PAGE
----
Perhaps the only individual balls that come close to matching it are the last ball of the 1999 World Cup semi-final, when South Africa finally choked harder than Australia in one of the great simultaneous choke-offs in sporting history, and the penultimate ball of the tied Test in 1960-61, when Grout was narrowly run out by Hunte’s sizzling throw from the boundary as he scampered for what would have been the winning third run. But to have two near-wickets and a boundary must be a first.
The finale of the Brisbane tie remains the most dramatic over in Test history – it began with five minutes remaining of the match, and Australia requiring six runs with three wickets remaining. There then followed, in just seven balls: five runs of varying degrees of luck, one catch, one dropped catch, one missed run-out, and two run-outs (both preventing the winning run, the second sealing the tie with a direct hit from midwicket). Plus one dot ball when not much happened. Something for everyone. One can only imagine how the average modern-day commentator would have relayed the action – presumably with a cocktail of window-shattering decibels and spontaneous combustion.
Mohali, a superb Test match throughout, gave the world the latest of Laxman’s sporadic masterpieces, innings of sublime perfection that have punctuated his oddly inconsistent career. English fans have never seen the Hyderabad Hyperstylist at his best. He has a worse Test average against England (34) than, amongst others, Russel Arnold, Boeta Dippenaar and Paul Reiffel (the 1990s version of Garfield Sobers). Against Australia, since 2000, Laxman averages 62, comfortably outperforming, amongst others, Russel Arnold, Boeta Dippenaar, Sachin Tendulkar, and every other batsman in world cricket.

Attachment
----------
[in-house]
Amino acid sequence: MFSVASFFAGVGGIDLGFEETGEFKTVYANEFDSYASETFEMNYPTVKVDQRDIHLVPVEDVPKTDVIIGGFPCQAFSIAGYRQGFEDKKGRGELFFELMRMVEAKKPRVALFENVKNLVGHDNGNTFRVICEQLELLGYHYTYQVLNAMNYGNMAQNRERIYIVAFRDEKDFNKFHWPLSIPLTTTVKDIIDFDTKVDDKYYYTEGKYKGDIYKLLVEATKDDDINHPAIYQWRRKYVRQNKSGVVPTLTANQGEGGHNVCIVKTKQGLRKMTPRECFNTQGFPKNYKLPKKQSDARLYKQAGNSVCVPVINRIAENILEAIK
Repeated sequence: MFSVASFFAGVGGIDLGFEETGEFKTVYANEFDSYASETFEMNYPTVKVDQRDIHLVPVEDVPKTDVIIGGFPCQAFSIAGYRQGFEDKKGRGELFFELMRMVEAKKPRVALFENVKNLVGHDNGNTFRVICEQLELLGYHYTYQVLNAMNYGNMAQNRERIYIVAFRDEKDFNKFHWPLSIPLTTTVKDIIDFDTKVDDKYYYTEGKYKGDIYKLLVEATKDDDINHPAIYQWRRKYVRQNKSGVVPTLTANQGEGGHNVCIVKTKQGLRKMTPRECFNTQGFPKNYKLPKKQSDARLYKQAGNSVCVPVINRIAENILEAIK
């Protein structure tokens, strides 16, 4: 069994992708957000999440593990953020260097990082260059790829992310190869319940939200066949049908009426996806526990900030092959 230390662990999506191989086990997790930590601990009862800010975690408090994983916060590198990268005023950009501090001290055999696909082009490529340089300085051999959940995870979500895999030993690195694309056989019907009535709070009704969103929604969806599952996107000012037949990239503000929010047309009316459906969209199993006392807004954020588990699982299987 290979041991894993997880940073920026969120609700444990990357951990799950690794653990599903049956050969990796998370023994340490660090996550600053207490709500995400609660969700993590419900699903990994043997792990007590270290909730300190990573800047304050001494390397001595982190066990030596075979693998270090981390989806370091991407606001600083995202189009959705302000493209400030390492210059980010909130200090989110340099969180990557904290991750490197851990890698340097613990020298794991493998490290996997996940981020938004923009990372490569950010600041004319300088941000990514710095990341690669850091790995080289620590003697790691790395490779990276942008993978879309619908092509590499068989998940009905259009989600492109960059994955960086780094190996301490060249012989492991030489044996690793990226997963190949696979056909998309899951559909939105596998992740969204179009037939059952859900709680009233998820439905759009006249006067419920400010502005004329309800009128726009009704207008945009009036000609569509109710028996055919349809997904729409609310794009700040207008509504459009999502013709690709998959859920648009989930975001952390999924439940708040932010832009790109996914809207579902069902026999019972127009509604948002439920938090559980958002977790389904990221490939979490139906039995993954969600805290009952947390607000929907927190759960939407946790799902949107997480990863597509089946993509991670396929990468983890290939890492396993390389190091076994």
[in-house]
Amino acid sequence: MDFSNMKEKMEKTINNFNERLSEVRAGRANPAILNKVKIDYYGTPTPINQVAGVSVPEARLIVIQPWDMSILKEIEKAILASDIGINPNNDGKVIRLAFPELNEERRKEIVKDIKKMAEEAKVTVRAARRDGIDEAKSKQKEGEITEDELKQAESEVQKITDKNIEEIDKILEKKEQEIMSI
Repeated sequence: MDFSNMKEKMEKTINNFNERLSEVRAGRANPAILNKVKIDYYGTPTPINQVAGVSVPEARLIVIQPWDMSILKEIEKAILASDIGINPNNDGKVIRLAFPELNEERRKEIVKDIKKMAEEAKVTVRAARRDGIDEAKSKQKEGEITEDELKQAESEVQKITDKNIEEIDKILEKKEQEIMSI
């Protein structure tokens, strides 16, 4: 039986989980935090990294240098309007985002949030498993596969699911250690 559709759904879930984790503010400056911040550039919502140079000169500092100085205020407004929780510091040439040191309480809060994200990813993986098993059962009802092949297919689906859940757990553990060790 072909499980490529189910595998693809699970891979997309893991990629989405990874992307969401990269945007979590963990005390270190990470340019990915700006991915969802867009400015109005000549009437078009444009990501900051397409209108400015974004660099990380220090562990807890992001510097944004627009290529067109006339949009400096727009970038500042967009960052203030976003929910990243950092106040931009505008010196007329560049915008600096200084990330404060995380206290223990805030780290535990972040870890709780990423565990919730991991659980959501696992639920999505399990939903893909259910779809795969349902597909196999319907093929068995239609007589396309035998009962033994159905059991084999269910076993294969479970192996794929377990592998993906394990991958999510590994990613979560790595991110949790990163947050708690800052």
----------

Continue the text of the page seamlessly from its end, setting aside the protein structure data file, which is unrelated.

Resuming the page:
Laxman’s career alone therefore proves, if proof were needed, that England are 82% better at cricket than Australia, and will certainly win the Ashes by approximately 3.22 Tests to 1.78. Unless Hauritz steps up a couple of gears, or Swann gets injured, or Australia’s superior flat-wicket seam-bowling proves decisive, or the innate class and home experience of their ageing batsmen outdoes England’s seldom consistently high-scoring line-up, or it is not uncharacteristically and unbrokenly cloudy for seven weeks, or Peter Siddle develops an unplayable googly, or England’s selectors panic and recall the late Wally Hammond in the vain hope he can repeat his 905 runs of 1928-29, or this happens, or that happens. Tough series to predict.
Meanwhile, as we English and our cricketing media obsess about the forthcoming confrontation in Baggy Greenland, the world’s current and former No. 1 nations bring their irritatingly short two-match series to a conclusion in Bangalore. In the frequently indigestible smorgasbord of an international cricket schedule that is force-rammed down the throats of the world’s fans, this is a rare case of underkill, like Federer playing Nadal over one set, or Usain Bolt taking on Tyson Gay in a 40-metre sprint, or Kiefer Sutherland starring as Jack Bauer in a new series of 9.
Andy Zaltzman is a stand-up comedian, a regular on the BBC Radio 4, and a writer